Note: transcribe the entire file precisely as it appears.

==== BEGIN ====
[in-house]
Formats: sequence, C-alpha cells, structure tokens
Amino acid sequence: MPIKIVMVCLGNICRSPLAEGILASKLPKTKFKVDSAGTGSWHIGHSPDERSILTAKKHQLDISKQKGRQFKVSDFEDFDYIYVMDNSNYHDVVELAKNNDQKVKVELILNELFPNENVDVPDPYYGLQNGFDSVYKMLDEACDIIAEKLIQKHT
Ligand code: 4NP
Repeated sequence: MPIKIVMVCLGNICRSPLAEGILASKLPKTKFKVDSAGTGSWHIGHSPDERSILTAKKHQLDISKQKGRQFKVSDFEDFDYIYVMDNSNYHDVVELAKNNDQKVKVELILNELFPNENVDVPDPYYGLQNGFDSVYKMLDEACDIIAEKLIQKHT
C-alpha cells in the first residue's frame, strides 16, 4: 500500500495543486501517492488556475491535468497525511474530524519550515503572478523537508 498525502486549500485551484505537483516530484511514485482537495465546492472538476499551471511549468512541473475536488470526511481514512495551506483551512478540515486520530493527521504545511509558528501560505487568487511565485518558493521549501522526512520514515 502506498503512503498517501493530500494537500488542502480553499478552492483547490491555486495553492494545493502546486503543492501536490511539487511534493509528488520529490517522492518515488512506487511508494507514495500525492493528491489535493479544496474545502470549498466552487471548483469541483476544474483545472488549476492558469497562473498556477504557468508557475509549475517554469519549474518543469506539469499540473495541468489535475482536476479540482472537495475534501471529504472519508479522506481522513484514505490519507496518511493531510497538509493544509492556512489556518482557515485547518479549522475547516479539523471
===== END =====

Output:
[in-house]
Formats: sequence, C-alpha cells, structure tokens
Amino acid sequence: MPIKIVMVCLGNICRSPLAEGILASKLPKTKFKVDSAGTGSWHIGHSPDERSILTAKKHQLDISKQKGRQFKVSDFEDFDYIYVMDNSNYHDVVELAKNNDQKVKVELILNELFPNENVDVPDPYYGLQNGFDSVYKMLDEACDIIAEKLIQKHT
Ligand code: 4NP
Repeated sequence: MPIKIVMVCLGNICRSPLAEGILASKLPKTKFKVDSAGTGSWHIGHSPDERSILTAKKHQLDISKQKGRQFKVSDFEDFDYIYVMDNSNYHDVVELAKNNDQKVKVELILNELFPNENVDVPDPYYGLQNGFDSVYKMLDEACDIIAEKLIQKHT
C-alpha cells in the first residue's frame, strides 16, 4: 500500500495543486501517492488556475491535468497525511474530524519550515503572478523537508 498525502486549500485551484505537483516530484511514485482537495465546492472538476499551471511549468512541473475536488470526511481514512495551506483551512478540515486520530493527521504545511509558528501560505487568487511565485518558493521549501522526512520514515 502506498503512503498517501493530500494537500488542502480553499478552492483547490491555486495553492494545493502546486503543492501536490511539487511534493509528488520529490517522492518515488512506487511508494507514495500525492493528491489535493479544496474545502470549498466552487471548483469541483476544474483545472488549476492558469497562473498556477504557468508557475509549475517554469519549474518543469506539469499540473495541468489535475482536476479540482472537495475534501471529504472519508479522506481522513484514505490519507496518511493531510497538509493544509492556512489556518482557515485547518479549522475547516479539523471